Canadian anti-dumping investigation launched against Chinese silicon metal

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Globe Speciality Metals released a statement confirming the initiation of the anti-dumping and countervailing duties action.

CBSA began the procedure on April, 22 under the Special Import Measures Act (SIMA), stating "respecting the alleged injurious dumping and subsidizing of silicon metal containing at least 96%, but less than 99.99% silicon by weight, and silicon metal containing between 89% and 96% silicon by weight that contains aluminum greater than 0.2% by weight, of all forms and sizes, originating in or exported from the People’s Republic of China."

The Canadian International Trade Tribunal (CITT), an independent quasi-judicial body, will also be conducting a parallel inquiry on whether the "dumped and subsidized imports have caused material injury to the Canadian industry."

The tribunal will come to a decision on June 21, 2013, on whether the domestic industry has indeed suffered with silicon metal from China. If so, the CBSA will continue to investigate and by July 22, 2013 issue the preliminary determinations. The antidumping and/or countervailing duties will only be imposed if CITT, in its final inquiry, finds the charges true. The timeline for investigations can be found here.

Duties: When and how high?

Duties are expected to take effect on July 22, when the preliminary determinations are due. Still duties can be applied retroactively to imports arriving after April 22, 2013.

Whether duties will be imposed retroactively in the time period until July 22 will be determined by the CITT. This decision is not expected until late 2013 though. The exact amount that can be levied on Chinese silicon metal will be determined by CBSA. The duties will be put into place for an initial five-year period and duties can be renewed thereafter for subsequent five-year periods.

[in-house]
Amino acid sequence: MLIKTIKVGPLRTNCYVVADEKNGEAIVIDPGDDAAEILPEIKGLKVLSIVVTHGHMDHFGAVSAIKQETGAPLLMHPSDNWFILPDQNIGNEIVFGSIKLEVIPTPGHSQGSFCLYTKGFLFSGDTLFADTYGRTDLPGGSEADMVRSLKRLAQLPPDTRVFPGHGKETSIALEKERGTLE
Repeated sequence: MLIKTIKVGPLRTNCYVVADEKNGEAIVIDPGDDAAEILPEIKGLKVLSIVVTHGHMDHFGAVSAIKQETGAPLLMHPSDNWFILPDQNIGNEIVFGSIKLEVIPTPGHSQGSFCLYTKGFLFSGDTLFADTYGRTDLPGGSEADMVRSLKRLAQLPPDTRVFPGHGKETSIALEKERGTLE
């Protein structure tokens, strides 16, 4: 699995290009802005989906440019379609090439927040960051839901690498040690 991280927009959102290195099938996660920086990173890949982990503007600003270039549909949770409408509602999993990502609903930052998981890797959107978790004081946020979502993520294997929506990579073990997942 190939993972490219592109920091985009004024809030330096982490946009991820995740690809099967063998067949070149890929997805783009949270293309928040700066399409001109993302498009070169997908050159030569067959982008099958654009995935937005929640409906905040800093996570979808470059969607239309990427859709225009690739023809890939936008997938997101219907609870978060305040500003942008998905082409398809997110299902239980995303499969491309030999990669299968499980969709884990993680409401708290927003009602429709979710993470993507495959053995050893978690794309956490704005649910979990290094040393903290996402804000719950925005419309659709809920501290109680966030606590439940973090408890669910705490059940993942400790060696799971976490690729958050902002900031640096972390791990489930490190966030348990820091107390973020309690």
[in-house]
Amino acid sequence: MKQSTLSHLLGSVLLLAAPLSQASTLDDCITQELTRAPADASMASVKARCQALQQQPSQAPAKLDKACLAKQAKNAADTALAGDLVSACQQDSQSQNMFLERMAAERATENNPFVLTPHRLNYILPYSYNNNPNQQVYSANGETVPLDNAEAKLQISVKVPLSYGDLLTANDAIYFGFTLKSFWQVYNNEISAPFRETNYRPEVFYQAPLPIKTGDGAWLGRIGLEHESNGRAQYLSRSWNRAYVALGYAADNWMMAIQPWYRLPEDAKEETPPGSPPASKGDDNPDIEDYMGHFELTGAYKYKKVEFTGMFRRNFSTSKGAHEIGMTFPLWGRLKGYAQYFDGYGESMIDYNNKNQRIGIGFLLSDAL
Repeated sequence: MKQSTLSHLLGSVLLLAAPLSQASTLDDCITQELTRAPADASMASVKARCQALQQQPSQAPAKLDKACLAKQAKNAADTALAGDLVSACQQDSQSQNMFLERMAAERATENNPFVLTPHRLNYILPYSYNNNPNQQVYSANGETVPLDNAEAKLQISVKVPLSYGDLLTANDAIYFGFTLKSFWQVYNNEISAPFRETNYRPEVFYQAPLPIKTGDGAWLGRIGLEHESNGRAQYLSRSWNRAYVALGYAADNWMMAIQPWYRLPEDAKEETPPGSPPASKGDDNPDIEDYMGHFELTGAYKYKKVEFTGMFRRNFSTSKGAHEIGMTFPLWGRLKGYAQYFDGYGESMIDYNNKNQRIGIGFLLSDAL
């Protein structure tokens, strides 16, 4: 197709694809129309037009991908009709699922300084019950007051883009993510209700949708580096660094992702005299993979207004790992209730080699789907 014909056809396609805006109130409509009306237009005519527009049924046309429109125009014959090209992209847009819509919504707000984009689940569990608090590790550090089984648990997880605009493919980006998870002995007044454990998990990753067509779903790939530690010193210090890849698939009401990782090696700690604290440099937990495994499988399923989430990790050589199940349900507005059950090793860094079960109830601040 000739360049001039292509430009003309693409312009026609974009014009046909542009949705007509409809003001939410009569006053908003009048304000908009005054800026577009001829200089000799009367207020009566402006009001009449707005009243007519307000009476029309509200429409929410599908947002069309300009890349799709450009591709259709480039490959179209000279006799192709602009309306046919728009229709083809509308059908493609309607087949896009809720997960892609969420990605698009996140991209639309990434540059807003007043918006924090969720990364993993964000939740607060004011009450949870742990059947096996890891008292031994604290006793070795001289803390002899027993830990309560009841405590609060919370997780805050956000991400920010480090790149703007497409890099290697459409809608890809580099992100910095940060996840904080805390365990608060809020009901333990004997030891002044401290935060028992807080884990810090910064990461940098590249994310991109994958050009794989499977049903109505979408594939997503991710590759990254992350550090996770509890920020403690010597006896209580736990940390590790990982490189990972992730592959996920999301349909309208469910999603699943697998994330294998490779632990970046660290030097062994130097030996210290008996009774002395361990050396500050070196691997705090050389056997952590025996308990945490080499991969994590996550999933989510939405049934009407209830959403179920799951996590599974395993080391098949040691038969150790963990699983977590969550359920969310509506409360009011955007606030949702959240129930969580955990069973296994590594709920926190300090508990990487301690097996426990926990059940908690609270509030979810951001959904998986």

Under SIMA’s definition, the party who is "… in reality the importer of the goods" will be slapped with duties. Under this accord a Canadian purchaser who is not directly involved in arranging the physical importation of the goods can be treated as a purchaser too. Chinese exporters cannot reimburse the Canadian importer for the amount of duties either.

Jeff Bradley, CEO of Globe Specialty Metals said, "For years, Chinese exporters have targeted Canada and sold silicon metal at prices that decimated the market. Globe has a policy of defending its investments and workers by pursuing, when appropriate, trade measures in response to companies that sell their products at dumped prices and countries that subsidize their exports in violation of WTO obligations and commitments.

"We look forward to competing for sales in Canada on a level playing field and stabilizing the local market for Quebec Silicon. Perhaps with actions like this, the countries and exporters who act inconsistently with trade laws will get the message that free trade must be fair trade."

If the investigations show that the charges are indeed true, then Chinese silicon metal will join the list along with Chinese bicycles under goods subject to anti-dumping duties.